Wednesday, April 4, 2012

"You Can Say Anything You Want in a Lawsuit."

Can you?

That's Yale Galanter, responding to a suit brought by his Nevada co-counsel Gabriel Grasso who has sued Yale for not paying him to help represent OJ:
Gabriel Grasso alleges in a civil breach of contract lawsuit that he was promised $250,000 to serve as local attorney following Simpson's arrest in September 2007. But he said Yale Galanter only paid him $15,000.

Galanter told The Associated Press that he hadn't been served with the lawsuit and couldn't comment on it. But he said he intends to fight.

"You can say anything you want in a lawsuit. Proving it is another matter," Galanter said Tuesday. "Gabe Grasso got paid everything he was supposed to get paid commensurate with his skill level, his ability level and his responsibilities as local counsel in Las Vegas."

The 17-page lawsuit, filed Friday filed in Clark County District Court in Las Vegas, seeks unspecified damages in excess of $50,000. It cites "extensive and time consuming" proceedings between Simpson's arrest in September 2007 and trial a year later.

Galanter, who is licensed in Florida but not Nevada, engaged Grasso as a Nevada lawyer and obtained permission from the trial judge to take part in the Simpson case in Las Vegas.

Grasso's lawyer, Joshua Tomsheck said Tuesday that Grasso did "the lion's share of the work." Grasso declined comment.

"They had a legal, binding agreement," Tomsheck said. "All the motions were filed by Gabriel Grasso. All the Nevada legal research was done by Gabriel Grasso. The agreement was that he would be paid for his expertise."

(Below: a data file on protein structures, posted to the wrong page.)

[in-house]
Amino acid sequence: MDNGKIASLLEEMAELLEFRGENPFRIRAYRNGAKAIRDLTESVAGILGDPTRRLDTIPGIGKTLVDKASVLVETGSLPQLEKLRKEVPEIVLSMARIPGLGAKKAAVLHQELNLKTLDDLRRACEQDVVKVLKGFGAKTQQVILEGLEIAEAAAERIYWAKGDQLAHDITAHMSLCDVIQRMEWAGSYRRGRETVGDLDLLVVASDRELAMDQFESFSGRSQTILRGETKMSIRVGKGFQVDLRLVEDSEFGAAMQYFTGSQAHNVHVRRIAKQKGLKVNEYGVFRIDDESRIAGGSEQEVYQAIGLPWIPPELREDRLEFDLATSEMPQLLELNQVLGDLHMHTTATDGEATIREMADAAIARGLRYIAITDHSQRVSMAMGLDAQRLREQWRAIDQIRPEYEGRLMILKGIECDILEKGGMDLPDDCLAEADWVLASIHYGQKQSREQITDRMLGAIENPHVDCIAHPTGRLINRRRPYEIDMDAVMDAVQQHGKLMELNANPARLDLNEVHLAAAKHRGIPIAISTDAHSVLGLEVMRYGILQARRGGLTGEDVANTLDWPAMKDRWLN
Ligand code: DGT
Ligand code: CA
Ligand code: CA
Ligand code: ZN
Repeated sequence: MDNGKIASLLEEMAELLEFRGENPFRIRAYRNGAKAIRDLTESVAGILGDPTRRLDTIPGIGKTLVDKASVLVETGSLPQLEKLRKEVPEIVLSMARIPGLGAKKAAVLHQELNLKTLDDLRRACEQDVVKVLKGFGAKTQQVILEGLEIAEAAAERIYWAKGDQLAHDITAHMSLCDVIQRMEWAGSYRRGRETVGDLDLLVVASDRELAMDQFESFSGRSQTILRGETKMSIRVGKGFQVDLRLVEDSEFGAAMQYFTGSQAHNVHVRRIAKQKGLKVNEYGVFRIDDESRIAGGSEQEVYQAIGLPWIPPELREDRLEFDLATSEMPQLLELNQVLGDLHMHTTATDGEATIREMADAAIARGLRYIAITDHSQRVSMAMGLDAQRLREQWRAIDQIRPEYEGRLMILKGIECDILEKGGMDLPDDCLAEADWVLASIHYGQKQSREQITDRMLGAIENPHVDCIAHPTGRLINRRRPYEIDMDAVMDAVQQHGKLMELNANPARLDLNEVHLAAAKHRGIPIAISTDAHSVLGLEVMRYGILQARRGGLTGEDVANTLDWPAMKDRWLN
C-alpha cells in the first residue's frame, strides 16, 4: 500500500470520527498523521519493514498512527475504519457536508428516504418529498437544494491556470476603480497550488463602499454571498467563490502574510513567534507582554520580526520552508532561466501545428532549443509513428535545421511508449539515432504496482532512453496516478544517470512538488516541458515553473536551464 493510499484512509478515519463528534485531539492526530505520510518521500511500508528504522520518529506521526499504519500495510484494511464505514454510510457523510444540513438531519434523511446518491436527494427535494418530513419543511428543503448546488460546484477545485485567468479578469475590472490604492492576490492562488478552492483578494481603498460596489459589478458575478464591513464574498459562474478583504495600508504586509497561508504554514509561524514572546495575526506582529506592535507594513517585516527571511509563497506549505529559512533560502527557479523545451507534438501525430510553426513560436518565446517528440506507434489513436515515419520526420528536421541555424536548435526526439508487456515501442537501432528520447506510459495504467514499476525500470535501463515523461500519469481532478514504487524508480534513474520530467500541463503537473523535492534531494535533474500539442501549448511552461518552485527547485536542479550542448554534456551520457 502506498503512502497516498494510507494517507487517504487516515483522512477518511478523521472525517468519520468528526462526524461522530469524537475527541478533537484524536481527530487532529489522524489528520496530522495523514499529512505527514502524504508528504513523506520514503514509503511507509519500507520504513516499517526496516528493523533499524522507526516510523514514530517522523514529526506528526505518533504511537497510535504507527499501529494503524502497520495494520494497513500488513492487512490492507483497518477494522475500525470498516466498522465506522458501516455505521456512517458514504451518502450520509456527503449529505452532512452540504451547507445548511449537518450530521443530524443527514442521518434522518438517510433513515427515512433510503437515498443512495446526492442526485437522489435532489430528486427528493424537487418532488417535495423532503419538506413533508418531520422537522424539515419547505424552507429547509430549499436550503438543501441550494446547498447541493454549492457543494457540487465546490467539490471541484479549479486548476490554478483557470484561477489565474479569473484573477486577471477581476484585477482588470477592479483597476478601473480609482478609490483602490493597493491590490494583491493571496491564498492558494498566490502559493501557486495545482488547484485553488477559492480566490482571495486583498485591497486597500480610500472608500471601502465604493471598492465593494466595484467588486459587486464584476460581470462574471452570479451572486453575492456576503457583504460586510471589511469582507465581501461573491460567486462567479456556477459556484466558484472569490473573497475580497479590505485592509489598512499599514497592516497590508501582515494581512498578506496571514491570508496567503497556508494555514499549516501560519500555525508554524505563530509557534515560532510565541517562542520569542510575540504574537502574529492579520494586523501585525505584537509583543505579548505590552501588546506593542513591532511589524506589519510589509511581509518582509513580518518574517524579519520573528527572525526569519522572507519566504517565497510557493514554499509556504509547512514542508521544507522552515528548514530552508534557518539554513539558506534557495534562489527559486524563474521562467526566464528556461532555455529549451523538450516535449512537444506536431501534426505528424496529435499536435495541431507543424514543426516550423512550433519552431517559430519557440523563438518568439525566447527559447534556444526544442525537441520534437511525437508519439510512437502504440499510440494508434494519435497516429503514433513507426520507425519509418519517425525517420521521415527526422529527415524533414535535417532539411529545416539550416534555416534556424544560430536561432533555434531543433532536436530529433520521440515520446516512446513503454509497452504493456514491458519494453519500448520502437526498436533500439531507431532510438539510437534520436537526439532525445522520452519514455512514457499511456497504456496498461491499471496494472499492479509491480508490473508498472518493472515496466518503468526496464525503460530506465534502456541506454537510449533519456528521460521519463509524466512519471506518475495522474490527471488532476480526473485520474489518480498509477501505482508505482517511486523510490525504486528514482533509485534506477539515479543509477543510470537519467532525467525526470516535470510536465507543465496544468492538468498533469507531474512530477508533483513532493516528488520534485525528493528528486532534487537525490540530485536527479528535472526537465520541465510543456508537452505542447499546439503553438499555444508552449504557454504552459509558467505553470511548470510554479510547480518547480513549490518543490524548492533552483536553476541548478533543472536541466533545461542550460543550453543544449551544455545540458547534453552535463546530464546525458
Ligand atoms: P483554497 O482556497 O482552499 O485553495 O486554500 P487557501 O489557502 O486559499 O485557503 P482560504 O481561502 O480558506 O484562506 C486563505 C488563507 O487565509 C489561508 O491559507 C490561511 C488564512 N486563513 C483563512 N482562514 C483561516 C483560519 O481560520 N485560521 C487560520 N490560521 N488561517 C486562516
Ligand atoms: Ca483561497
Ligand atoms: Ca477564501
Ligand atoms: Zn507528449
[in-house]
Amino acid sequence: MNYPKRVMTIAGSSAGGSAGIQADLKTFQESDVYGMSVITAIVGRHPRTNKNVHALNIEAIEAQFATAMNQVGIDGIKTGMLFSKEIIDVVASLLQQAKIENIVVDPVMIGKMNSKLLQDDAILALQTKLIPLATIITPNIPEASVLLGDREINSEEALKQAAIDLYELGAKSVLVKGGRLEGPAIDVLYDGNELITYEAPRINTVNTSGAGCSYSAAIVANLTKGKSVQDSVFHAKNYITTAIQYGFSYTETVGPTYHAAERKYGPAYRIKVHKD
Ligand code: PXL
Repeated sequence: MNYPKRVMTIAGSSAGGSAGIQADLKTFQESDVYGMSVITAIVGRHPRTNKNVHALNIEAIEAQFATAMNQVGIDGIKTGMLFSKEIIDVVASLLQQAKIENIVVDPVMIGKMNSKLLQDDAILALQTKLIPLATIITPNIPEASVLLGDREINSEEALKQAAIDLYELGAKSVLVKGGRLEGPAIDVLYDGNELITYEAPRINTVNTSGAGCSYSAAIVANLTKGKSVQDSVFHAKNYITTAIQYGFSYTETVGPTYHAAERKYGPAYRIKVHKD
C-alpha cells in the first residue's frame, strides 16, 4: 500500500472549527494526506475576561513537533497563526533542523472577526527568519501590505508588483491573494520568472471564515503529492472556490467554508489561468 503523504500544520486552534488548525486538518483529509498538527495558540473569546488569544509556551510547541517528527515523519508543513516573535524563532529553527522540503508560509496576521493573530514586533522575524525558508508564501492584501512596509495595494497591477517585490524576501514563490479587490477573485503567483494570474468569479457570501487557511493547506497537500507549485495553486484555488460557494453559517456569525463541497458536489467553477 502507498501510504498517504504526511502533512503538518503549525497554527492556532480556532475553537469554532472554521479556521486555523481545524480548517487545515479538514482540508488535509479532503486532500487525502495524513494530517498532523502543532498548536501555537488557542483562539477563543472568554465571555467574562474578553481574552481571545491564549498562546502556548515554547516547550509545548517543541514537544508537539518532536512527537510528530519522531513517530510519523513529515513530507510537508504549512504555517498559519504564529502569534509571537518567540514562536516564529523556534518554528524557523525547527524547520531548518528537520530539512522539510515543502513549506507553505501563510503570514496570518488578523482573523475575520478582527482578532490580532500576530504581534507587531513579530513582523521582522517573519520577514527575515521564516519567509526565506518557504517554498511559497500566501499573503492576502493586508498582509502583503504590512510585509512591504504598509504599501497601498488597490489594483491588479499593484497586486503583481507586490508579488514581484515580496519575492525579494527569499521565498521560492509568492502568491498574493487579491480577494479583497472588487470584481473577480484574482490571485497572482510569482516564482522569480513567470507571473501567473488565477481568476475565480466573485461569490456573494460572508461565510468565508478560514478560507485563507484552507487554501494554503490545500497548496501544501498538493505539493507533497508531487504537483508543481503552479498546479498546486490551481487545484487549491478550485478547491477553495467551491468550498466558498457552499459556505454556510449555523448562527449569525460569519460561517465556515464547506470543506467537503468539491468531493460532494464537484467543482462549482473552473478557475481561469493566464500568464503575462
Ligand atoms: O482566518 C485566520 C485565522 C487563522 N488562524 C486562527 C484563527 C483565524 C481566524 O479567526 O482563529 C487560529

If you can say anything you want in a lawsuit, I'd like to try some romantic poetry, perhaps "Valentine" by John Fuller?

You know, lighten the mood in the introductory paragraphs up a little bit:
The things about you I appreciate may seem indelicate:
I’d like to find you in the shower
And chase the soap for half an hour.
I’d like to have you in my power and see you eyes dilate.
I’d like to have your back to scour
And other parts to lubricate.
Sometimes I feel it is my fate
To chase you screaming up a tower or make you cower
By asking you to differentiate Nietzsche from Schopenhauer.
I’d like to successfully guess your weight and win you at a fete.
I’d like to offer you a flower.
Denied and admitted in part -- admitted as to finding defendant in the shower, denied as to chasing said soap for "half an hour;" the remainder of this paragraph is denied, including the alleged offer of a flower, and defendant hereby demands strict proof thereof.

(I've seen crazier things in pleadings.)


Anonymous said...

not that every guilty defendant doesnt claim ineffective counsel, but this part was amusing:

Another Las Vegas attorney, Patricia Palm, said Tuesday she is preparing a detailed plea for Simpson's release from prison to be filed in Nevada state court. If that effort fails, the case could be appealed to federal court.

One of several claims Palm said she intends to make is that Simpson was not effectively represented by his trial attorneys.

Anonymous said...

Nice poem--why did no one else admit that?

jack said...

Neither the State of Nevada nor any agency of the Nevada State Bar has certified any Attorneys /
attorneys in las vegas

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